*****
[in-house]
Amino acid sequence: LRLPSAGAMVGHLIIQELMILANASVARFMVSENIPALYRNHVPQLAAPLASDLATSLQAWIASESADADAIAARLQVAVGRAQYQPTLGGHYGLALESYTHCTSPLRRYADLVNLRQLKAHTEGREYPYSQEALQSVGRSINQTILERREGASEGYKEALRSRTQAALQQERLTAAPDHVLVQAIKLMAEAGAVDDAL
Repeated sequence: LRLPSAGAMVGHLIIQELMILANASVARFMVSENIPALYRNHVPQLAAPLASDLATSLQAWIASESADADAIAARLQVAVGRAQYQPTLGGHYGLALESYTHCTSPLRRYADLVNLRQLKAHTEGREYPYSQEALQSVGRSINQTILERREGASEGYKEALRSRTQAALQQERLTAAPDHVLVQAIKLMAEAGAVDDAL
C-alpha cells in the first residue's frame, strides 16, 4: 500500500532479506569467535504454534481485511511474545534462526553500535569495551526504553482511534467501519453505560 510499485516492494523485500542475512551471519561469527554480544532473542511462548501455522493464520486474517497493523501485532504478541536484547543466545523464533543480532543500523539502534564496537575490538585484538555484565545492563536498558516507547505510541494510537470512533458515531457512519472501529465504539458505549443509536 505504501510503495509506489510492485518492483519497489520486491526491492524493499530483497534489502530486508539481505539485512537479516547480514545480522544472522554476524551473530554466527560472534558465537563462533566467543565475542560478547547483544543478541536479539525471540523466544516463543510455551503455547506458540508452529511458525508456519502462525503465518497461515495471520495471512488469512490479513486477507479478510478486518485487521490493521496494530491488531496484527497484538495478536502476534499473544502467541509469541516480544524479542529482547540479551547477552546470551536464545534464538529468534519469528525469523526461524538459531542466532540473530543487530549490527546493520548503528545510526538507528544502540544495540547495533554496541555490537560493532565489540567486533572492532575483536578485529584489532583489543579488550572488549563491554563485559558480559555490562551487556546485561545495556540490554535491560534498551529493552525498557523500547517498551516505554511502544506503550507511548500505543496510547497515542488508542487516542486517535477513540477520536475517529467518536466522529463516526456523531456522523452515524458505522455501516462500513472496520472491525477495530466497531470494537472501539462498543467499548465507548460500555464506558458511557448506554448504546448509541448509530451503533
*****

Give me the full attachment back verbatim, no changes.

[in-house]
Amino acid sequence: LRLPSAGAMVGHLIIQELMILANASVARFMVSENIPALYRNHVPQLAAPLASDLATSLQAWIASESADADAIAARLQVAVGRAQYQPTLGGHYGLALESYTHCTSPLRRYADLVNLRQLKAHTEGREYPYSQEALQSVGRSINQTILERREGASEGYKEALRSRTQAALQQERLTAAPDHVLVQAIKLMAEAGAVDDAL
Repeated sequence: LRLPSAGAMVGHLIIQELMILANASVARFMVSENIPALYRNHVPQLAAPLASDLATSLQAWIASESADADAIAARLQVAVGRAQYQPTLGGHYGLALESYTHCTSPLRRYADLVNLRQLKAHTEGREYPYSQEALQSVGRSINQTILERREGASEGYKEALRSRTQAALQQERLTAAPDHVLVQAIKLMAEAGAVDDAL
C-alpha cells in the first residue's frame, strides 16, 4: 500500500532479506569467535504454534481485511511474545534462526553500535569495551526504553482511534467501519453505560 510499485516492494523485500542475512551471519561469527554480544532473542511462548501455522493464520486474517497493523501485532504478541536484547543466545523464533543480532543500523539502534564496537575490538585484538555484565545492563536498558516507547505510541494510537470512533458515531457512519472501529465504539458505549443509536 505504501510503495509506489510492485518492483519497489520486491526491492524493499530483497534489502530486508539481505539485512537479516547480514545480522544472522554476524551473530554466527560472534558465537563462533566467543565475542560478547547483544543478541536479539525471540523466544516463543510455551503455547506458540508452529511458525508456519502462525503465518497461515495471520495471512488469512490479513486477507479478510478486518485487521490493521496494530491488531496484527497484538495478536502476534499473544502467541509469541516480544524479542529482547540479551547477552546470551536464545534464538529468534519469528525469523526461524538459531542466532540473530543487530549490527546493520548503528545510526538507528544502540544495540547495533554496541555490537560493532565489540567486533572492532575483536578485529584489532583489543579488550572488549563491554563485559558480559555490562551487556546485561545495556540490554535491560534498551529493552525498557523500547517498551516505554511502544506503550507511548500505543496510547497515542488508542487516542486517535477513540477520536475517529467518536466522529463516526456523531456522523452515524458505522455501516462500513472496520472491525477495530466497531470494537472501539462498543467499548465507548460500555464506558458511557448506554448504546448509541448509530451503533